Pessina's deal with Walgreen is his most remarkable achievement yet as it gives him a huge footprint in the United States, the world's largest market for pharmaceuticals. In June 2012, Walgreen announced its agreement to purchase 45% of Pessina's Alliance Boots for $6.7 billion. Under the terms of the agreement, Walgreen also has the option to purchase the remaining 55% of Alliance Boots in 2015. Now that the first step of this transaction has been completed, Pessina owns approximately 8% of Walgreen shares, and he has stated that he has no intention of selling those shares. In fact, he has been recently buying even more shares. If Walgreen completes the second step of the transaction in 2015, which seems likely considering Pessina's large ownership share and statements made by Walgreen CEO Greg Wasson, Pessina could own approximately 20% of Walgreen shares in 2016. As the largest stakeholder in a global Walgreen, Pessina has no plans to slow down the global expansion he started 40 years ago. Even at 71-years of age, Pessina has a vision to turn Walgreen-Alliance Boots into a truly global player with a retail footprint and distribution network that cannot be replicated by any other company. Pessina has succeeded in the pharmaceutical industry by pioneering and honing the strategy of vertically integrating pharmaceutical retailers and distributors to gain negotiating power and leverage with pharmaceutical suppliers and improve the efficiency of the delivery of drugs to retailers.

Shortly after announcing the Walgreen and Alliance Boots transaction, Pessina acted quickly to begin his vertical integration strategy in the United States by striking a long-term partnership with the pharmaceutical distributor AmerisourceBergen that includes the right for Walgreen to acquire 7% of AmerisourceBergen shares on the open market and warrants that would allow Walgreen to acquire another 16% of AmerisourceBergen shares (for a total of 23% of the company). This relationship with AmerisourceBergen makes Walgreen-Alliance Boots the largest purchaser of pharmaceuticals in the world. The group's buying power will only get stronger as Pessina continues to acquire and partner with distributors and retailers throughout the world. An additional benefit of the transaction with AmerisourceBergen is that Walgreen's pharmacies will receive deliveries of drugs daily instead of weekly. This advantage should ensure that customers are served better and not face shortages of needed medications. As you can see from this background of Pessina, even though Walgreen will be "acquiring" Alliance Boots in 2015, the reality is that this transaction is one where Pessina is acquiring a controlling interest in the combined Walgreen-Alliance Boots and moving further along in his goal of building a global pharmacy retail and distribution business that has capabilities and economies of scale that no other company can match.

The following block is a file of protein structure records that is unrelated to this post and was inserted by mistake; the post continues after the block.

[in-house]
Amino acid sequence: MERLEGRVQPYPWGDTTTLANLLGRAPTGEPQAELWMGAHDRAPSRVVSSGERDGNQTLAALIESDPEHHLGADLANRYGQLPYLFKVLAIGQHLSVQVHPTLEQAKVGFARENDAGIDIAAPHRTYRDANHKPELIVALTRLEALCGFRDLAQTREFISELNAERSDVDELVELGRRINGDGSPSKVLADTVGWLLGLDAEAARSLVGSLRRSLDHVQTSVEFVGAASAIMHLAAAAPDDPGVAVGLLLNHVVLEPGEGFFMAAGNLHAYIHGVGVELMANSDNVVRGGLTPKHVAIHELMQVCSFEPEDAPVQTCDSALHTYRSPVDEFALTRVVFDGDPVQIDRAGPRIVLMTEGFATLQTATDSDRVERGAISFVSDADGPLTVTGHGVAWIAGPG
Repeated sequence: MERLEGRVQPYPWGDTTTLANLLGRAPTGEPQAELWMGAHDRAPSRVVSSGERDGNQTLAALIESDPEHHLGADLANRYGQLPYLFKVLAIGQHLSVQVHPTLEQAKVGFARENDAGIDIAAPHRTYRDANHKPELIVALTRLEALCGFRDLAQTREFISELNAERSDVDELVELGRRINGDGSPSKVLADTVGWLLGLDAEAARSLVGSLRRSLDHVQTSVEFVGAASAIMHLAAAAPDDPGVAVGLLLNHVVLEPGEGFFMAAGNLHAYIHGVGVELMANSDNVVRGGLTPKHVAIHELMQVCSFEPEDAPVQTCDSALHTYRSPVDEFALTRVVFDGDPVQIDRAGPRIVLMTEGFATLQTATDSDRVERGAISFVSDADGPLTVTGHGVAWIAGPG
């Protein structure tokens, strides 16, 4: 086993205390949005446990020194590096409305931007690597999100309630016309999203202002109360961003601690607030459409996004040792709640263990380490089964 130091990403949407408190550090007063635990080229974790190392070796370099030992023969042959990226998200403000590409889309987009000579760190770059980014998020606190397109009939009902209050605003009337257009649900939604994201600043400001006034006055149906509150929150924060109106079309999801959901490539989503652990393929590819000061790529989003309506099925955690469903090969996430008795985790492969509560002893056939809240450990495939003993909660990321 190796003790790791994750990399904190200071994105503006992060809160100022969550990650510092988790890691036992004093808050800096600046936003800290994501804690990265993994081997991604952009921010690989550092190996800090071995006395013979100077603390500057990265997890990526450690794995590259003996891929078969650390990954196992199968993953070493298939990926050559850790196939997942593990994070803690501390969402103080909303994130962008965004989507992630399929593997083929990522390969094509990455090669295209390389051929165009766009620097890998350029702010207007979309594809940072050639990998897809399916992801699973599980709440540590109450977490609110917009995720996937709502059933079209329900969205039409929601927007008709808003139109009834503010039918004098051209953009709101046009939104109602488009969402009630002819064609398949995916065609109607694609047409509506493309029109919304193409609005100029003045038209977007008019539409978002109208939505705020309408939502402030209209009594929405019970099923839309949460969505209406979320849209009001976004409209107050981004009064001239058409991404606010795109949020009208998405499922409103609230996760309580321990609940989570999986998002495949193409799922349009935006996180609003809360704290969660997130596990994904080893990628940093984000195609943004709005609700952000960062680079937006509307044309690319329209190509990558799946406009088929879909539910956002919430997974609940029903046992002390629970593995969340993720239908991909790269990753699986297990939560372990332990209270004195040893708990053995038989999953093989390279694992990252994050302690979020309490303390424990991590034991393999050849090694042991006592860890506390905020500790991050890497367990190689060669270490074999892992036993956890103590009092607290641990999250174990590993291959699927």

How Walgreen Can Double Over Next Three Years